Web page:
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What is your Favorite Beer? The Ever-Changing Answer (and some Thanksgiving Recommendations)

It probably doesn’t come as any surprise to you that most people are not beer geeks. Nor are they connoisseurs. I however, make a point of letting those around me know that I am quite the geek, when it seems appropriate. The inevitable follow up question to that information? What’s your favorite beer?

I both receive and hear this question so often that I am forced to ponder its nature. From whence does this question emanate? I believe the question comes mostly from underexposure to the variety that craft beer has to offer. The breadth of style and flavor profile available to beer drinkers these days is truly astounding. When one is aware of this embarrassment of riches, calling any beer one’s absolute “favorite” begins to seem almost absurd.

Further, I consider beer a highly contextual beverage. My “favorite” beer at any given time is the result any number of factors. Let’s examine a few of those factors here.

Time of Day

Organized tastings and festivals aside, I’m usually going to drink a different beer at noon than I am at 9pm. That beer at noon will probably be with lunch. I’ll likely have things I’d like to accomplish later that day (other than getting intoxicated). Thus, my “lunch beer” will probably be something that hovers right around 5-6% ABV. Any more than that and I’ll have trouble accomplishing whatever happened to be my aim later in the day. In other words, I don’t often have Imperial Stouts with lunch.

However, if it’s later at night, or there isn’t anything particularly important on the docket, then I’ll dive into a bigger, higher ABV brew. The point is to taste enough different beers and educate your palate well enough that you can almost always find a desirable beer of either low or high gravity as befits a given situation.


This is probably the biggest factor for me. Deep down, I am not just a beer geek, but a lover of food. For me, there is no greater pleasure than a perfect pairing of beer and food. The two elements cease to be individuals and coalesce into a whole that is infinitely greater than the sum of its parts. One recent experience was Black Tuesday paired with Deep-Fried Chocolate-Drizzled Bacon at The Bruery’s Reserve Society Barrel Tasting. Holy effing hell. The tannin and drying alcohol in the beer balanced out the thick fattiness of the breading and the big chocolaty flavor in the beer was amped up by the drizzle on the bacon. It was basically an umami-gasm.

That taster of Black Tuesday was my favorite beer at that moment. Had I not had the tempura-battered morsel of amazing in my mouth as well, my favorite beer would have been something else. The food I’m eating has everything to do with the beer I’m drinking. I am searching for an experience, not just a bunch of flavors.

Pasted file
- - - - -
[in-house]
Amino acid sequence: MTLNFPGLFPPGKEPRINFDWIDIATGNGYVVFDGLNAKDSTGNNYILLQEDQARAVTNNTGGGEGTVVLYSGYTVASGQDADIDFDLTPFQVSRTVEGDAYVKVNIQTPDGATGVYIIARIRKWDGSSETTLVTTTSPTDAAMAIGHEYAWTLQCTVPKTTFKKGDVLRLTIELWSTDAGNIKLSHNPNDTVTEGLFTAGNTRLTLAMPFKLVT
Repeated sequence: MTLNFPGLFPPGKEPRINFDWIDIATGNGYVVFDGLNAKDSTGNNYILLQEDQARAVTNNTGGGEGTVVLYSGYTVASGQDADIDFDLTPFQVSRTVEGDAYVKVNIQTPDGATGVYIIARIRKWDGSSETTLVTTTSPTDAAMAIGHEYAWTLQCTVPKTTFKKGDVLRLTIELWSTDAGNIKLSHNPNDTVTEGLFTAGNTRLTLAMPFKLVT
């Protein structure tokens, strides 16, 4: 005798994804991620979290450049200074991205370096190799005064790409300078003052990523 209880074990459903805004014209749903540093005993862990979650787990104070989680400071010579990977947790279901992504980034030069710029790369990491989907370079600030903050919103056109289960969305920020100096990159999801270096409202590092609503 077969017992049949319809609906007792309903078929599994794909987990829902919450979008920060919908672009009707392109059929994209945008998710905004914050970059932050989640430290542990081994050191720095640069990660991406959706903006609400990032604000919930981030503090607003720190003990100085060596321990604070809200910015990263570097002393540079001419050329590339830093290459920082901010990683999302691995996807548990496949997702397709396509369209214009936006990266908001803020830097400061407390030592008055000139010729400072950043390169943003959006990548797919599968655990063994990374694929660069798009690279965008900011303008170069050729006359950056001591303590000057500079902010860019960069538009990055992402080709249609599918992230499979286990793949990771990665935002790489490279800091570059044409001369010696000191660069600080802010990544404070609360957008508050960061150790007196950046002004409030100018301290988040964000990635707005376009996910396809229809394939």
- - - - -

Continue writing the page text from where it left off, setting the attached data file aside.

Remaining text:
If I’m eating something spicy, I’ll generally opt for a slightly maltier, more bready beer. I know some love IPAs and other hoppy beer with spicy food, but I find that hops just exacerbate the heat of the food. I want a beer that mellows out the spice and allows other flavors to shine through.

If I’m sitting down to a weekend breakfast and having an omelet made with goat cheese, I’ll probably opt for a Hefeweizen. The banana and clove flavors generally mesh well with breakfast and the high carbonation of the style helps scrub the palate clean. Indeed, my beer choices and food choices are inextricably connected.


As far as beer goes, I’m not generally a slave to season since I live in a very temperate region, but there are certainly times when it affects my drinking preferences. I love to cozy up to a big Belgian Quadrupel when the temperature dips a bit. By contrast, there are few things more enjoyable than quaffing a well-made Belgian Blond or Kolsch after a long bike ride in high heat. My answer to the “favorite beer” question can depend heavily on how much I’m sweating.

Lastly, I think the notion of having a favorite anything can be incredibly limiting. When one proclaims something a favorite, the proclamation becomes a self-fulfilling prophecy. One thinks, “Well, this [blank] is my favorite beer, I have to drink it all the time.” Don’t get locked into that mentality. Taste lots of beer. Educate your palate. I think it’s perfectly reasonable to have a favorite beer in a given style. I’ll certainly concede that I have my favorite Imperial Stout(s) or Double IPA(s), and when I want something from either of those styles I know what to reach for. However, that’s about as tightly as I’m willing to cabin things.